Iraq closures on the cards

May 6, 2005

A national commission to guide the long-term reconstruction of Iraq's shattered higher education system, proposed this week by the United Nations University, may lead to the closure of institutions established by the former regime.

An assessment by the UNU says 40 per cent of the infrastructure is under reconstruction.

"The devastation of the Iraqi system of higher education has been overlooked... but represents an important consequence of the conflicts, economic sanctions and ongoing turmoil in Iraq," according to the report's author, Jairam Reddy, director of the UNU International Leadership Institute in Amman, Jordan.

"Repairing Iraq's higher education system is a prerequisite to the repair of the country as a whole," said Dr Reddy, who chaired the post-apartheid commission that reviewed South Africa's university system. That led to a reduction in the overall number of institutions and mergers between stronger and weaker universities.

Dr Reddy said it would be the logical direction to follow in Iraq.

Many of Iraq's universities were set up in the past 20 years by Saddam Hussein for political reasons. Today, it has 20 universities and 47 technical institutes. Some of those in Sunni areas remain non-viable, raising the possibility of politically divisive closures.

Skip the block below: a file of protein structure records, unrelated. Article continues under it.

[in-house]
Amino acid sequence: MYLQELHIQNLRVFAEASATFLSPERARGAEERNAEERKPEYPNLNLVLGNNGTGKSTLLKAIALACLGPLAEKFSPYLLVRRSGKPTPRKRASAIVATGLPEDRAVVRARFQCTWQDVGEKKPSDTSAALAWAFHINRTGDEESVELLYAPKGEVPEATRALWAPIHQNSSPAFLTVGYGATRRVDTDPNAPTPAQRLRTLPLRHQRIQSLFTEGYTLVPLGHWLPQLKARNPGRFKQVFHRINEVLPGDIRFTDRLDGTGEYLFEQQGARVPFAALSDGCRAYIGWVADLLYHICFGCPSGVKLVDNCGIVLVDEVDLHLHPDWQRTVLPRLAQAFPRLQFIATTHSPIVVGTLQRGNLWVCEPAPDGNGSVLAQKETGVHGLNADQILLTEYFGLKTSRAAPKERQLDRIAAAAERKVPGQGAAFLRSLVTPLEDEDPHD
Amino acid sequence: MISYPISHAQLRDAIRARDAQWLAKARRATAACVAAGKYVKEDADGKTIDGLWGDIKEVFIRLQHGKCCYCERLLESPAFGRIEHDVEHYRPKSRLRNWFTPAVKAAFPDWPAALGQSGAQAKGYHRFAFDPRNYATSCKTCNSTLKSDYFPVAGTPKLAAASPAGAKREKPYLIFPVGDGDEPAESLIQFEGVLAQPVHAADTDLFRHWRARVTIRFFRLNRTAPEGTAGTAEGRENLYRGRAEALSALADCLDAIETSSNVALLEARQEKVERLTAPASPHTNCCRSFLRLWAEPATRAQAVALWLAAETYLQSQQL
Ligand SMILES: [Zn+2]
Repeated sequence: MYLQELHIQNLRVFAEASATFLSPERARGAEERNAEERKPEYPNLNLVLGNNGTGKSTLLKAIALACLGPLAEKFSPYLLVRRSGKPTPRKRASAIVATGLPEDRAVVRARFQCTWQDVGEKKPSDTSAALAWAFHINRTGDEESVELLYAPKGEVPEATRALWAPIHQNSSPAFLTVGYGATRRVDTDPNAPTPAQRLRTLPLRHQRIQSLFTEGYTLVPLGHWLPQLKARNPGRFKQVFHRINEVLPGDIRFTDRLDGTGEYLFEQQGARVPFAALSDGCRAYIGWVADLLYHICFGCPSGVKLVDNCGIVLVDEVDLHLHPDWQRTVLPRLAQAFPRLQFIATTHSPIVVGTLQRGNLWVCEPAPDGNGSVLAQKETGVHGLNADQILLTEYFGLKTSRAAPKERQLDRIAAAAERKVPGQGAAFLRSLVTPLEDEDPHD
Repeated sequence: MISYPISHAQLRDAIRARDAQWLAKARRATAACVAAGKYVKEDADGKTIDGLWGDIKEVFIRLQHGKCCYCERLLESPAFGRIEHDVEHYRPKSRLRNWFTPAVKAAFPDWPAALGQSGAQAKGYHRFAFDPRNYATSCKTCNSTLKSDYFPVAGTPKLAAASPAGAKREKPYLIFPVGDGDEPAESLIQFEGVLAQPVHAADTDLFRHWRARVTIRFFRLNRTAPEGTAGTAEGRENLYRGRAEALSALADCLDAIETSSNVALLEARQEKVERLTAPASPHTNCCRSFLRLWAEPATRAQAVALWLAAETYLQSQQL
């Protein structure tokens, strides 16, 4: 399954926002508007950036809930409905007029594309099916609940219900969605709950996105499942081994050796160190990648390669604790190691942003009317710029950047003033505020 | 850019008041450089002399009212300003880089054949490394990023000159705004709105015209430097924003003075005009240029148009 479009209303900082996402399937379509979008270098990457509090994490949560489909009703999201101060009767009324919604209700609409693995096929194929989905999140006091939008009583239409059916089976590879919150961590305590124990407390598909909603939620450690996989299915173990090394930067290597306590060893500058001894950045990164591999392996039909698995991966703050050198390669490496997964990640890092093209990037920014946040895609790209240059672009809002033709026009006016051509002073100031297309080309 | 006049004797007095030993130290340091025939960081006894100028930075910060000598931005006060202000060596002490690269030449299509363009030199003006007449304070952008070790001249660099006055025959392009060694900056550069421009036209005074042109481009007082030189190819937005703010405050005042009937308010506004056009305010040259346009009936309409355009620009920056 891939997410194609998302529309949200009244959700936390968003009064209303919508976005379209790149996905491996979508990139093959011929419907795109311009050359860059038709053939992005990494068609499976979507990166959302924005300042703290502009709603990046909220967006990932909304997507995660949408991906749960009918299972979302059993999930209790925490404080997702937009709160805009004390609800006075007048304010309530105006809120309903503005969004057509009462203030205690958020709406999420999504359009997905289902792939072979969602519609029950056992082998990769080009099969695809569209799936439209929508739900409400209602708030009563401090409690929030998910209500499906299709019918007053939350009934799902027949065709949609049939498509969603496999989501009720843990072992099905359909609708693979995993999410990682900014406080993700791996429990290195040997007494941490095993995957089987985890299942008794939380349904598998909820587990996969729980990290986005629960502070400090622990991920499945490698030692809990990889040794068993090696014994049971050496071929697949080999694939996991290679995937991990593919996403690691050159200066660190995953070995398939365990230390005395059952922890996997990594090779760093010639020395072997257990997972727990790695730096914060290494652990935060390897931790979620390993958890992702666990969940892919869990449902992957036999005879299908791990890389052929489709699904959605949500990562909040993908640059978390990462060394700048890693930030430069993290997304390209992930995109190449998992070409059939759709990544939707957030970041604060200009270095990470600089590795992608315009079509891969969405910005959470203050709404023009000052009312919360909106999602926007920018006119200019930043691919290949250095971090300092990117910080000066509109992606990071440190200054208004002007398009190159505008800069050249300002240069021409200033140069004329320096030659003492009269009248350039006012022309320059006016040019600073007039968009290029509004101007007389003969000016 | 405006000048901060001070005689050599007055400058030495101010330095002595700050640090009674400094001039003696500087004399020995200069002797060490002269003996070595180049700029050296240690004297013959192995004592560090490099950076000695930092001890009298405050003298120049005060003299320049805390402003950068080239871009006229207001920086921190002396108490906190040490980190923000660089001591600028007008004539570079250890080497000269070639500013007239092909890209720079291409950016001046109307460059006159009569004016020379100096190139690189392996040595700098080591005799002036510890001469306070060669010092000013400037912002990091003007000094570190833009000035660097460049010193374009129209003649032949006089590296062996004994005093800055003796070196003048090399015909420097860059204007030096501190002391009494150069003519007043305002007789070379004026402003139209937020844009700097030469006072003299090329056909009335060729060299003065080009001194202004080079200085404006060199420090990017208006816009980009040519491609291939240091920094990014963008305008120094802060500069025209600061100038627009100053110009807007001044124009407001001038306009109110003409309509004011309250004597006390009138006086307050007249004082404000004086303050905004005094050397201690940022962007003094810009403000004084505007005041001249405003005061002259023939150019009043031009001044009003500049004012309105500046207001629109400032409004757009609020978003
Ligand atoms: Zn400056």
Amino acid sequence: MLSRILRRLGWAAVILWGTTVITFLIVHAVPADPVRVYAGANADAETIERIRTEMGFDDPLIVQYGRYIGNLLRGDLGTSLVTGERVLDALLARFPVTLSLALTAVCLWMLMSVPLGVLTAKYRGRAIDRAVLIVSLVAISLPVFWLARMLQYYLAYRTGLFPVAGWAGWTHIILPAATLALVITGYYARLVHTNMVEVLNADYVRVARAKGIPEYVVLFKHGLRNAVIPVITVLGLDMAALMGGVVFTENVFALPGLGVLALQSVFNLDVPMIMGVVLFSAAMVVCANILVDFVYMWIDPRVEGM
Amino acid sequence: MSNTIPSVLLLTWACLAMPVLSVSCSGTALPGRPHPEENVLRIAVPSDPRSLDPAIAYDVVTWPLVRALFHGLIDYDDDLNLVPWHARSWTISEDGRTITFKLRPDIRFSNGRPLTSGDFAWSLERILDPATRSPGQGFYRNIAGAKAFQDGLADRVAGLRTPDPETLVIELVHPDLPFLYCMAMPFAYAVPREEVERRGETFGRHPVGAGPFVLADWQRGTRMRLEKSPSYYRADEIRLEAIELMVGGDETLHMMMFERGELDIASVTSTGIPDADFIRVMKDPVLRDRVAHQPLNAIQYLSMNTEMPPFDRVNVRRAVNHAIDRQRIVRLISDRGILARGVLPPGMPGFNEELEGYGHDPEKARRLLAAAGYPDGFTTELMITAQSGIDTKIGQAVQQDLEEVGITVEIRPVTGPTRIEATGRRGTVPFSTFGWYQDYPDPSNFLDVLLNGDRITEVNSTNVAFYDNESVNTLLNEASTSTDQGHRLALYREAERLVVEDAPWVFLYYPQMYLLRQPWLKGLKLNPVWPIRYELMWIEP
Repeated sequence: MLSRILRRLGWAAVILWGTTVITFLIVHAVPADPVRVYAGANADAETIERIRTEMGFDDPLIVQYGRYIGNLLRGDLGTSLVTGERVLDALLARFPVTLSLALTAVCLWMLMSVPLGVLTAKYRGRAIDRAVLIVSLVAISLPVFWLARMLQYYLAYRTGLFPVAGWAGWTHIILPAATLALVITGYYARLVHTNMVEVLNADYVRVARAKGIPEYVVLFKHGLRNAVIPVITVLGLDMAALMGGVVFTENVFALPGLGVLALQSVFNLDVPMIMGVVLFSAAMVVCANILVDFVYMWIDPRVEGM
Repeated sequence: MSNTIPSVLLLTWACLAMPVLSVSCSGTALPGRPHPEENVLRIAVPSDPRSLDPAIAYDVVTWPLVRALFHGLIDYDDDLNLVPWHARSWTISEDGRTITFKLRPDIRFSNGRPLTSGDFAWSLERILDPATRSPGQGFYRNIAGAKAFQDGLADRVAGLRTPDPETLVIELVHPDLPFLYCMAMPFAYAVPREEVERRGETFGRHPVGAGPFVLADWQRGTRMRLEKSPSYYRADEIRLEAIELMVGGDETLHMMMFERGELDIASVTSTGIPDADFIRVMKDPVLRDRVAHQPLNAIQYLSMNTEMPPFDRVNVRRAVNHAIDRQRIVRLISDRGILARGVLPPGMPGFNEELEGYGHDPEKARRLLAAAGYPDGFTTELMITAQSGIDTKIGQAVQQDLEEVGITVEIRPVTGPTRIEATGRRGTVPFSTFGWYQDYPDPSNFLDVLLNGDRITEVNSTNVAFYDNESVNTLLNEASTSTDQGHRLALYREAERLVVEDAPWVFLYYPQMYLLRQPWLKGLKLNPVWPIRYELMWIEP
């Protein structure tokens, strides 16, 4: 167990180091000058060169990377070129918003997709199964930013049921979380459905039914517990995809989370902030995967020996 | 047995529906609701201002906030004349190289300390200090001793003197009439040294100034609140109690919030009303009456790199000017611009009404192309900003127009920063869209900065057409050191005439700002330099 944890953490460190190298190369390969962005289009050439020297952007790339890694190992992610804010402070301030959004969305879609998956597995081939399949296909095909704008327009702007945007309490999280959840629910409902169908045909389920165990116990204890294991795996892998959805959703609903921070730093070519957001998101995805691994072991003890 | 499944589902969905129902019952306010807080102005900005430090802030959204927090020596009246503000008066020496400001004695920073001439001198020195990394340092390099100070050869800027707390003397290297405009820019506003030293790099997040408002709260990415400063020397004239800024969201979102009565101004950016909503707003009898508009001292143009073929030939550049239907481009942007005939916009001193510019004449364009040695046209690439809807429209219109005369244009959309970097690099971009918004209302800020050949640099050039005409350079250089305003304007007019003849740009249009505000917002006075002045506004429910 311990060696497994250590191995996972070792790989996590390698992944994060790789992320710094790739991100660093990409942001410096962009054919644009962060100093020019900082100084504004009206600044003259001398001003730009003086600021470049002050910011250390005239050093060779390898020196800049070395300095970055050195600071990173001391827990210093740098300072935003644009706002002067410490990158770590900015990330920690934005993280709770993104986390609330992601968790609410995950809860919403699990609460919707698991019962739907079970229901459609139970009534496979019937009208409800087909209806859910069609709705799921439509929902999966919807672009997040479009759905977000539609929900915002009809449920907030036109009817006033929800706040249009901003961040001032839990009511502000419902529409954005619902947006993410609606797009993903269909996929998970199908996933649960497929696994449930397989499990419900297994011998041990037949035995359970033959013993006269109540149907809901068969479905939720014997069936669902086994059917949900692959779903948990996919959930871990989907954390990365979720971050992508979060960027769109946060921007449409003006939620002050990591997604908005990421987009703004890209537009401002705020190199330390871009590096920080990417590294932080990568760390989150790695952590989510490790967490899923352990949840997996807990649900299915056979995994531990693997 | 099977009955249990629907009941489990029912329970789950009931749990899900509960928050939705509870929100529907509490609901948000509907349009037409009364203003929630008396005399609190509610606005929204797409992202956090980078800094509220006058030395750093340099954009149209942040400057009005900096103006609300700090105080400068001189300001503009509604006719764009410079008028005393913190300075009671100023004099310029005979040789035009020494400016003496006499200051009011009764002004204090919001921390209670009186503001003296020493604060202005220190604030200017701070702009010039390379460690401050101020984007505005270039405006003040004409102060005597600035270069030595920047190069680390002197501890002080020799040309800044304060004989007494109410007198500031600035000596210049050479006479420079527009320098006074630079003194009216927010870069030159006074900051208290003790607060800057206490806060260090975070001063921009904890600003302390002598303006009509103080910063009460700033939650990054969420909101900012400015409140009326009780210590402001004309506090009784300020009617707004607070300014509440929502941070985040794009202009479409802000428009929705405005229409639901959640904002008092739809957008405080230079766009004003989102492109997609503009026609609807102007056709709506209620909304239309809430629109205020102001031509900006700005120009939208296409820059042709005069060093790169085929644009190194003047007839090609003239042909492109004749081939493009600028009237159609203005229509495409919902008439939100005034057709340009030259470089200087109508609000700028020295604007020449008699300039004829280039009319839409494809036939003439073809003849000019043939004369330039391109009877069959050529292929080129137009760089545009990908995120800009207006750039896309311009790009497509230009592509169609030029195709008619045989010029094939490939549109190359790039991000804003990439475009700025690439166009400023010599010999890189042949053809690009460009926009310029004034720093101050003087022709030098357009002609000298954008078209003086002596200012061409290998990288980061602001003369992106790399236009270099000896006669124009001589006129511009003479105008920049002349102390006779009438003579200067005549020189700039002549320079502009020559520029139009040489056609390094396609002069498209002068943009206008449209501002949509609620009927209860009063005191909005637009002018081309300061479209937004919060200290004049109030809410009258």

Dr Reddy said: "Universities are among the best institutions to bring understanding of cultural and ethnic diversity and stress the importance of nation-building in the form of a unified Iraq."

Hans van Ginkel, rector of the Tokyo-based UNU, added: "The dedication of educators who remain in a shattered Iraq should inspire the swift, meaningful and practical support of the international academic community."

If accepted by the new Iraqi Government, the commission, made up of officials, academics and students, would assess the number of universities needed to ensure quality and efficiency.

Dr Reddy said it would need to be set up within "a framework that is owned by the Government, institutions and stakeholders within which the systematic, incremental and progressive reconstruction of the higher education system can unfold".

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